To name a few, Katy is now an editor herself at a major metro. Along the way, her tenacity brought forth sweeping change in state and local government. Jonathan quickly grew into his role of being the voice of local sports in the Tri-Cities. He just launched a new venture into Central Virginia sports.

And here a sit like a proud parent whenever I hear of the accomplishments of those journalists who were under my care those years. Even if they left the industry, like any rational person would do, knowing that I played a role in their journeys warms my heart.

I will forever miss The Hopewell Publishing Co., and I hope someone assumes the mantle for the betterment of the Wonder City. We need small-town papers more than we do national outlets. What goes on in your city hall affects your daily life more than anything that ever happens in Washington. The internet alone can’t fill that gap between your front door and the statehouse. A viral post from down the street without full context is just that: a virus.

“You can’t get your news from Facebook. People need to know that,” said the final editor, Adrienne Wallace, in an article in the first newspaper I ever worked, The Progress-Index.

Those words are very, very true.

24) ‘the sirens of jupiter’ by the olympians

If you haven’t noticed, I like almost every song that has trumpets and/or trombones in it.

And, here we are: The theme of right now. I know how to make an entrance.

Well, this one is kinda an exit, too. This most likely is the last entry for a bit.

I am content, though. While I’m back in Charlottesville, there is something I want to do, hence the vagueness and planned hiatus. This cunning plan has nothing to do with leaving that newsroom or the company, though. As you have seen over the course of 24 songs, I took a lot to get here. Twice.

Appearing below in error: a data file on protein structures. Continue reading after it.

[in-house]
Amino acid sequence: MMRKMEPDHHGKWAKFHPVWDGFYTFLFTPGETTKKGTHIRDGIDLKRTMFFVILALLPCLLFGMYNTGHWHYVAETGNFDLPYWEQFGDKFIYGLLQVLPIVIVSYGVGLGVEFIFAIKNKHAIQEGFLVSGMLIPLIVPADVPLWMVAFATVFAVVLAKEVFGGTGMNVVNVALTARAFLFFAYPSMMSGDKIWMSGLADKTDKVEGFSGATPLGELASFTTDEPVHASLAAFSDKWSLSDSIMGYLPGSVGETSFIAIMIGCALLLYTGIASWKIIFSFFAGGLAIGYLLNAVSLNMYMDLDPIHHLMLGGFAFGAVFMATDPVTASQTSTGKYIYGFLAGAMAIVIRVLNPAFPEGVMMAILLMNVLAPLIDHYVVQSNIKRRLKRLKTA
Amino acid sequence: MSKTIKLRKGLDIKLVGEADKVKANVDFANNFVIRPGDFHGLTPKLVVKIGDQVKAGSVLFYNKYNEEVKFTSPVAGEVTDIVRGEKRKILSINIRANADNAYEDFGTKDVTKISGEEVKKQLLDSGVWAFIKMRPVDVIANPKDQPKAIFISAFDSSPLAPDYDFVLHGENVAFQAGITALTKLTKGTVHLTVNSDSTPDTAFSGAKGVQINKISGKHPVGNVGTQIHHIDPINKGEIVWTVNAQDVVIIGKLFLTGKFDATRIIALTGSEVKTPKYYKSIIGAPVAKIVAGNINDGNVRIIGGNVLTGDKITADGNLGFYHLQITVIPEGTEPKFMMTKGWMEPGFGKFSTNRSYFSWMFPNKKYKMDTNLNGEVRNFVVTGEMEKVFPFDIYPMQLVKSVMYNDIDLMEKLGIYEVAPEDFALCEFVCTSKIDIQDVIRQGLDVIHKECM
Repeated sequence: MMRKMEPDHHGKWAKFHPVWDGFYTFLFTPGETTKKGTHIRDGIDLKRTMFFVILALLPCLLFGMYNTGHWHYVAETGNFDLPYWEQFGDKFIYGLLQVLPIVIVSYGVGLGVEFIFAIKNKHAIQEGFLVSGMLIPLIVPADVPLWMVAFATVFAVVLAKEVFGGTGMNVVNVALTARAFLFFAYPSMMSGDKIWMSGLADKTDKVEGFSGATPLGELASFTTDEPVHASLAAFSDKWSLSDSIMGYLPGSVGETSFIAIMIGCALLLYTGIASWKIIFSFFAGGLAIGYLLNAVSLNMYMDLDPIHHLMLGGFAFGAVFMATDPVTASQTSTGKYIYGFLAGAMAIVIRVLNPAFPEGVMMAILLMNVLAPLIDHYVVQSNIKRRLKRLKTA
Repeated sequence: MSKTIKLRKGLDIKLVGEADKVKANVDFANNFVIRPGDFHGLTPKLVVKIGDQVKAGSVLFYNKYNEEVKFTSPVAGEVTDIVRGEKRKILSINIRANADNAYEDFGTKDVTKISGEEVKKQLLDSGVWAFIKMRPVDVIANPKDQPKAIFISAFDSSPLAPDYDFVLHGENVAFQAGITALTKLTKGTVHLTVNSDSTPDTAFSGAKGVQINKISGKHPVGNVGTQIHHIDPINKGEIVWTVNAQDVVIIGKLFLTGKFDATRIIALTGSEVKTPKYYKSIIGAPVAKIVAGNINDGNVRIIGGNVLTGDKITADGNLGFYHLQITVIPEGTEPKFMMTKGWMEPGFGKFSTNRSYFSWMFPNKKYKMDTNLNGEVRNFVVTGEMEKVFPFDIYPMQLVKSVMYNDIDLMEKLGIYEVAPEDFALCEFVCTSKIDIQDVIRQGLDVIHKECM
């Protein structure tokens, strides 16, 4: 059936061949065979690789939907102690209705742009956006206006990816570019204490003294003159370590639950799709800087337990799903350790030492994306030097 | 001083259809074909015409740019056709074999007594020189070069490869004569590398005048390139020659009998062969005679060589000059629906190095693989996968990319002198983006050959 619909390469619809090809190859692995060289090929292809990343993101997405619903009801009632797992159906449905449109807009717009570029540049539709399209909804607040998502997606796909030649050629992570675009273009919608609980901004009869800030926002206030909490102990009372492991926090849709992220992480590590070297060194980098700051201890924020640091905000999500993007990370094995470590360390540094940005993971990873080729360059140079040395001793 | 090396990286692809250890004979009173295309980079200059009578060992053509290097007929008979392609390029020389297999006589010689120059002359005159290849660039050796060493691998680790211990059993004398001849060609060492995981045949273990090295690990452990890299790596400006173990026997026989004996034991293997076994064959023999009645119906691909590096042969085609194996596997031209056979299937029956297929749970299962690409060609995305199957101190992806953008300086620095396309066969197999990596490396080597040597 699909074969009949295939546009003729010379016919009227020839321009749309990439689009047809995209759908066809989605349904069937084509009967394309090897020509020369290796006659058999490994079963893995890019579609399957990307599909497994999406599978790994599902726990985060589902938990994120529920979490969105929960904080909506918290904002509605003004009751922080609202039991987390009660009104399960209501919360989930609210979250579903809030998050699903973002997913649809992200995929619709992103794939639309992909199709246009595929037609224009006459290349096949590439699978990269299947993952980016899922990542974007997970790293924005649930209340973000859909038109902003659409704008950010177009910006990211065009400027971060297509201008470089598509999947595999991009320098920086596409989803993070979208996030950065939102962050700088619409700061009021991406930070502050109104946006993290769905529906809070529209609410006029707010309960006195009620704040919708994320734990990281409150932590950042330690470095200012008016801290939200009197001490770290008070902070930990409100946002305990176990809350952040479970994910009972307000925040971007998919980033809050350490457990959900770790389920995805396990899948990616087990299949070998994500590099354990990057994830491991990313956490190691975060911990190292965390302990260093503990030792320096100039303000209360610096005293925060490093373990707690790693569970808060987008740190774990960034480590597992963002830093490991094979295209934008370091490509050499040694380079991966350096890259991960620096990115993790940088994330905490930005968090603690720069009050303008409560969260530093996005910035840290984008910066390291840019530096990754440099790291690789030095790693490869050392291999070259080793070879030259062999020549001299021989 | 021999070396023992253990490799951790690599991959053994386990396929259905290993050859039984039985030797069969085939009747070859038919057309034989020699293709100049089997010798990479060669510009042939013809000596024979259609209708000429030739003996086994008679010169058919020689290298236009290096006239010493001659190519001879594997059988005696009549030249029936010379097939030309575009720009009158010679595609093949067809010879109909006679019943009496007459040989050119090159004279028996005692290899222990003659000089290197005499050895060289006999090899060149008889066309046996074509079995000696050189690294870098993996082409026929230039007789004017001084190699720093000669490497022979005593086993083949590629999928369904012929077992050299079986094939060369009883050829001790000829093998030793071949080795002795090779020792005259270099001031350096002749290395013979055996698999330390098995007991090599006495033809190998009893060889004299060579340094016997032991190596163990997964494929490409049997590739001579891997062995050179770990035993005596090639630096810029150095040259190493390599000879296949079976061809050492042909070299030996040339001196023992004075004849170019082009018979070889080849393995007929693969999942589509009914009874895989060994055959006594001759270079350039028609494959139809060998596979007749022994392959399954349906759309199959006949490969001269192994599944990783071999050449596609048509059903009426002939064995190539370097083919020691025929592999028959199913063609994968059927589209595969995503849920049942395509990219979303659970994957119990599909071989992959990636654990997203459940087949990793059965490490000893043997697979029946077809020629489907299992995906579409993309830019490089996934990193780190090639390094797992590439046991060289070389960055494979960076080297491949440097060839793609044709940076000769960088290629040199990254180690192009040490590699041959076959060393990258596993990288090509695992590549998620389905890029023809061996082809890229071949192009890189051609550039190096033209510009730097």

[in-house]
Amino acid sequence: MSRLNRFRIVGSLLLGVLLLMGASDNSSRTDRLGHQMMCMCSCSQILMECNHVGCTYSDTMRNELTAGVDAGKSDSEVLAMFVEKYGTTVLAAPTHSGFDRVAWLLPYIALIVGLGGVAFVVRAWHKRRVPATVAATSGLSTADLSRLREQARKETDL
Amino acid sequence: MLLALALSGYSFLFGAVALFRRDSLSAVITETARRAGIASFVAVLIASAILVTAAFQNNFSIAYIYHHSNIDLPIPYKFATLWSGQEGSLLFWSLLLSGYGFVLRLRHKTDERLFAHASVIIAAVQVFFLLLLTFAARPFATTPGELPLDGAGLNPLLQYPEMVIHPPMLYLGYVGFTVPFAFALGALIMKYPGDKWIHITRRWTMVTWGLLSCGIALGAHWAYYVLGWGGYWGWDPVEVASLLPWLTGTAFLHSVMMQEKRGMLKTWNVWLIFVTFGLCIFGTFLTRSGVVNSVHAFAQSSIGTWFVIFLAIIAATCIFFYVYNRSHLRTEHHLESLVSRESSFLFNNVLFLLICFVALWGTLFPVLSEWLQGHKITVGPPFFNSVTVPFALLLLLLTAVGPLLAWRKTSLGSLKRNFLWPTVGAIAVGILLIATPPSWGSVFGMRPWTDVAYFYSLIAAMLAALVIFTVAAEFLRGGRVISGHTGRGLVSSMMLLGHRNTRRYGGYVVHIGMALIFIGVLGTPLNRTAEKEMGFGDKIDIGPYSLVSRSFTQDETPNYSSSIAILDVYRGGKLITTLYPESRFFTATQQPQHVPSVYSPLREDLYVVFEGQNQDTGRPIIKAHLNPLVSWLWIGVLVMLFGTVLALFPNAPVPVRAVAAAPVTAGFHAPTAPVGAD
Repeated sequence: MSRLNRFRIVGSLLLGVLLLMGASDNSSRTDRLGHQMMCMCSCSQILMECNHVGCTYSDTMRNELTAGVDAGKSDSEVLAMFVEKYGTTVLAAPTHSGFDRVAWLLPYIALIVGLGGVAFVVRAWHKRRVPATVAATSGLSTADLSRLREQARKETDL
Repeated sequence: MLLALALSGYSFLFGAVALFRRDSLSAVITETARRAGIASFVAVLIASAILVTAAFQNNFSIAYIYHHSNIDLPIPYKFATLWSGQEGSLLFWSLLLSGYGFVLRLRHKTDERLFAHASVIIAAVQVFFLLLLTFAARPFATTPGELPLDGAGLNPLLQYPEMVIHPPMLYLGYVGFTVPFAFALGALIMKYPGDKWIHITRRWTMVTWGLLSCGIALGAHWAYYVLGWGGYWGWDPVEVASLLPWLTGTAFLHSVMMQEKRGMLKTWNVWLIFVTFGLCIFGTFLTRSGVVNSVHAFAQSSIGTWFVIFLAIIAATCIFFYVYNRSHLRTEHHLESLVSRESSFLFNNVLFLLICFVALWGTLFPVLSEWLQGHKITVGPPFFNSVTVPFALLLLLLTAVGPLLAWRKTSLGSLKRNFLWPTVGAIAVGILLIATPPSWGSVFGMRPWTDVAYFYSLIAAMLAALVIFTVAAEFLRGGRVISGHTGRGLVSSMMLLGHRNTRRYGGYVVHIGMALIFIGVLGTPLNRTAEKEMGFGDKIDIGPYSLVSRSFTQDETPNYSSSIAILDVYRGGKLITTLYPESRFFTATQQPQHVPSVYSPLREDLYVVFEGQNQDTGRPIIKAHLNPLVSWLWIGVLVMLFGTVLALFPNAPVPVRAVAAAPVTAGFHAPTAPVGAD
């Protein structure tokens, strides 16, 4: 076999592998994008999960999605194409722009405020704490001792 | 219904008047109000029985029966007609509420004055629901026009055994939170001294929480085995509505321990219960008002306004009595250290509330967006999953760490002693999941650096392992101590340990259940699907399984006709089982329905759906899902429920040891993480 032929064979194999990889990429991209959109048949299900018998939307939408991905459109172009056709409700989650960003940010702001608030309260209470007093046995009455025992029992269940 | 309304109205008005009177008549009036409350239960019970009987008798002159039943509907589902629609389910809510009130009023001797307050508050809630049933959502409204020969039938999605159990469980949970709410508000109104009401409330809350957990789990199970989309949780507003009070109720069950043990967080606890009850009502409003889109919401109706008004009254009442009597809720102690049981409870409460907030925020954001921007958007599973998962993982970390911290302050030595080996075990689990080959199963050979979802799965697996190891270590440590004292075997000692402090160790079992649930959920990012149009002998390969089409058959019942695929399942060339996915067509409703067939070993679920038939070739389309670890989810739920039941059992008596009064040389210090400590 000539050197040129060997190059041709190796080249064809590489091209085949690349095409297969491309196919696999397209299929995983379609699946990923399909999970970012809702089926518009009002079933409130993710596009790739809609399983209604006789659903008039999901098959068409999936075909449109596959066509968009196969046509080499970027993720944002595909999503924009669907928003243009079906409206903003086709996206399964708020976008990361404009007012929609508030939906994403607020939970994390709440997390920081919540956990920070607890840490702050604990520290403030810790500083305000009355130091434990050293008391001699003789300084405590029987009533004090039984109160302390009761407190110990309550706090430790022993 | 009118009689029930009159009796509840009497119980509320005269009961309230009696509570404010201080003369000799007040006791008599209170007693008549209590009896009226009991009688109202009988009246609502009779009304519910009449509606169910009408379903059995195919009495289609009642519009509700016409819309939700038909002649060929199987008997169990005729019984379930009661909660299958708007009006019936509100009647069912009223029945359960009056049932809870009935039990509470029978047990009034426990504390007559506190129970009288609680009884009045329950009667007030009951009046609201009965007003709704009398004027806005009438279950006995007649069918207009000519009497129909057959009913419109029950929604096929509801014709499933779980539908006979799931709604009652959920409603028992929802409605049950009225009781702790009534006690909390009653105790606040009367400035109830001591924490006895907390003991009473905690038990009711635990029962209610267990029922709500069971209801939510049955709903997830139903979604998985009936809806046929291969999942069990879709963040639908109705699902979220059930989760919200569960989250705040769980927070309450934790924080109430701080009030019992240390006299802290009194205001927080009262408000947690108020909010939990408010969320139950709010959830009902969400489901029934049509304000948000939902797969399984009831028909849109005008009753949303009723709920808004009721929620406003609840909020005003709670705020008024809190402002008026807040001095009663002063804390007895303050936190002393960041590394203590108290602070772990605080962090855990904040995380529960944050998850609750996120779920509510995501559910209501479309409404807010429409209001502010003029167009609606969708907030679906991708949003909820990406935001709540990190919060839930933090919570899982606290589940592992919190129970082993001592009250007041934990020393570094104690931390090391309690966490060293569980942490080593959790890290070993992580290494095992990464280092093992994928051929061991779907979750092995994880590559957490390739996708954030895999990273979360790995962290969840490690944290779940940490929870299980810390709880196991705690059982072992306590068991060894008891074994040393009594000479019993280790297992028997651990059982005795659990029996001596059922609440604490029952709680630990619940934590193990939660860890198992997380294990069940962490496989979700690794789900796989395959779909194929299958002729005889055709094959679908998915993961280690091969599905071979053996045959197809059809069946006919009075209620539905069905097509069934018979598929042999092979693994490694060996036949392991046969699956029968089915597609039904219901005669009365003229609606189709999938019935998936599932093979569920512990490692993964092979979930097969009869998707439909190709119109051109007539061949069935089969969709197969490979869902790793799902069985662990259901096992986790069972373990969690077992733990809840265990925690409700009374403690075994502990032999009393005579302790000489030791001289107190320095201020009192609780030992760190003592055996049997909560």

Hopefully, this project quickly come to fruition and I’ll back sooner rather than later. And then this old new beginning will continue.

23) ‘after the legions’ by the calm blue sea

Although I was (and still am) excited about Charlottesville, I paused for a moment to think about how much Richmond and the Tri-Cities shaped my life. I was really the first time I did that. Every other departure was rushed in some way.

I’m leaving RVA, perhaps for good this time. Like this is as final as leaving Hampton.

Although I was 21-going-on-22 when I got here, I feel like I actually grew up here. I mean that as in truly maturing. I learned so much from Stony Creek to Tappahannock, from Burrowsville to Blackstone. That’s 5,280 square miles of Virginia in which I’ve had a byline. An area more than twice the size of Delaware. An area nearly as large as Connecticut. For roughly seven of the past 11 years, that has been my Central Virginia, my stomping grounds, my home.